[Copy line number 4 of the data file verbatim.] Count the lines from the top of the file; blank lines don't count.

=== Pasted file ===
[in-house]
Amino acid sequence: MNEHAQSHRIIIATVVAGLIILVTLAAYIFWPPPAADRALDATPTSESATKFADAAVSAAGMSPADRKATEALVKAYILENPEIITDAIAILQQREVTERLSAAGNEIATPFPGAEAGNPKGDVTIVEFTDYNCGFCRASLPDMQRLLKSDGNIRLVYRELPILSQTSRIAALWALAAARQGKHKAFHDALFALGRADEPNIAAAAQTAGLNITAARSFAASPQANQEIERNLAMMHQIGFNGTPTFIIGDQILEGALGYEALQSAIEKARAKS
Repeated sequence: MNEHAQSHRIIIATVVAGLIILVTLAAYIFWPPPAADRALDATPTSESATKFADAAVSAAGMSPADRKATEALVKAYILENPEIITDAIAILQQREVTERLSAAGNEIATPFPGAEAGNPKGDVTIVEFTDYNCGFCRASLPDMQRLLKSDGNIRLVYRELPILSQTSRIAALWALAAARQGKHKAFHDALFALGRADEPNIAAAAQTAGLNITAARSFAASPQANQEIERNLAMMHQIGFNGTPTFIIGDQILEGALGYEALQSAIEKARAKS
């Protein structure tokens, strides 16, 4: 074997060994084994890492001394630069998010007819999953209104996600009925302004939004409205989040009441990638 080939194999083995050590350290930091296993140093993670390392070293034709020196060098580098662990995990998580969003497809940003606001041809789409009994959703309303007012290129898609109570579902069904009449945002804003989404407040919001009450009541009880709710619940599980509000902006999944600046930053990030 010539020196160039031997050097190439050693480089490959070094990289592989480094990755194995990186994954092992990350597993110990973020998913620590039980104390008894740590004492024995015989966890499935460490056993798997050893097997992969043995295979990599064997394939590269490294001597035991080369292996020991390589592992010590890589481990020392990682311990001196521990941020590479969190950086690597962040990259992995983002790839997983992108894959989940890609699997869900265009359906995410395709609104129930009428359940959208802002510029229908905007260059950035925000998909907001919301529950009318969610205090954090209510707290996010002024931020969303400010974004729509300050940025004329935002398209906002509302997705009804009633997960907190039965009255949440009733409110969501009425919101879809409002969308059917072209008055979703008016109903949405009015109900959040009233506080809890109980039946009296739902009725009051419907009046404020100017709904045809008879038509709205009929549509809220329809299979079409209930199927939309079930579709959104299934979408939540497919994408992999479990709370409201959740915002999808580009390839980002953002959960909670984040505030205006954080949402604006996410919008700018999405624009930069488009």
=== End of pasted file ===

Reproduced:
């Protein structure tokens, strides 16, 4: 074997060994084994890492001394630069998010007819999953209104996600009925302004939004409205989040009441990638 080939194999083995050590350290930091296993140093993670390392070293034709020196060098580098662990995990998580969003497809940003606001041809789409009994959703309303007012290129898609109570579902069904009449945002804003989404407040919001009450009541009880709710619940599980509000902006999944600046930053990030 010539020196160039031997050097190439050693480089490959070094990289592989480094990755194995990186994954092992990350597993110990973020998913620590039980104390008894740590004492024995015989966890499935460490056993798997050893097997992969043995295979990599064997394939590269490294001597035991080369292996020991390589592992010590890589481990020392990682311990001196521990941020590479969190950086690597962040990259992995983002790839997983992108894959989940890609699997869900265009359906995410395709609104129930009428359940959208802002510029229908905007260059950035925000998909907001919301529950009318969610205090954090209510707290996010002024931020969303400010974004729509300050940025004329935002398209906002509302997705009804009633997960907190039965009255949440009733409110969501009425919101879809409002969308059917072209008055979703008016109903949405009015109900959040009233506080809890109980039946009296739902009725009051419907009046404020100017709904045809008879038509709205009929549509809220329809299979079409209930199927939309079930579709959104299934979408939540497919994408992999479990709370409201959740915002999808580009390839980002953002959960909670984040505030205006954080949402604006996410919008700018999405624009930069488009």